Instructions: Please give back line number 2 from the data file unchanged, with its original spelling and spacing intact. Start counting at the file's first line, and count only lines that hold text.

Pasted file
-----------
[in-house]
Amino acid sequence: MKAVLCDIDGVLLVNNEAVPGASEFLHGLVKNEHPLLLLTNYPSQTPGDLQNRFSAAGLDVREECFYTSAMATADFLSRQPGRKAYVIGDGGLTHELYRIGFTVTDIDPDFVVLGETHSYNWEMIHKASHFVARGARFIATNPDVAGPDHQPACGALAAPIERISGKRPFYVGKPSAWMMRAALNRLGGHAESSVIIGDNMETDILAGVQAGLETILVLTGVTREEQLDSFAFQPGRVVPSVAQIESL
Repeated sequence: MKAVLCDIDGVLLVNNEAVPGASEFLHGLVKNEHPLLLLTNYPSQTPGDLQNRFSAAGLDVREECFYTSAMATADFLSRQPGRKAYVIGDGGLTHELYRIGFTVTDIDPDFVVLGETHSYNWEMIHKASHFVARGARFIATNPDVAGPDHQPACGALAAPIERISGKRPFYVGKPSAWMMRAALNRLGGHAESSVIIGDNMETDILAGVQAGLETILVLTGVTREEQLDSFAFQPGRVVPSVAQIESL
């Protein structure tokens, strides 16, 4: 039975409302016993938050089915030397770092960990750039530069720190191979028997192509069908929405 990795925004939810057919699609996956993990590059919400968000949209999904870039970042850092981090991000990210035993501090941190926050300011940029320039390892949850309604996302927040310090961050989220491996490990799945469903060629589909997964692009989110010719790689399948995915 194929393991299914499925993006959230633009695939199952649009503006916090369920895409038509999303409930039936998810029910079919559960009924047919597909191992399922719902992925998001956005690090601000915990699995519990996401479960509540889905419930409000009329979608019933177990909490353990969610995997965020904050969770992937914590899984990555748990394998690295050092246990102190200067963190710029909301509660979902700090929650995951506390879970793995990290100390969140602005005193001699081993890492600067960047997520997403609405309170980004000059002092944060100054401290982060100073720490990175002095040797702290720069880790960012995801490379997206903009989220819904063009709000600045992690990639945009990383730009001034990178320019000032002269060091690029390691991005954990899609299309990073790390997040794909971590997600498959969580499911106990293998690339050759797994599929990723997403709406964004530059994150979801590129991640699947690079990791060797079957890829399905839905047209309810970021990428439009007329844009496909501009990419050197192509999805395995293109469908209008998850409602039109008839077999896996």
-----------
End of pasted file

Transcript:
Amino acid sequence: MKAVLCDIDGVLLVNNEAVPGASEFLHGLVKNEHPLLLLTNYPSQTPGDLQNRFSAAGLDVREECFYTSAMATADFLSRQPGRKAYVIGDGGLTHELYRIGFTVTDIDPDFVVLGETHSYNWEMIHKASHFVARGARFIATNPDVAGPDHQPACGALAAPIERISGKRPFYVGKPSAWMMRAALNRLGGHAESSVIIGDNMETDILAGVQAGLETILVLTGVTREEQLDSFAFQPGRVVPSVAQIESL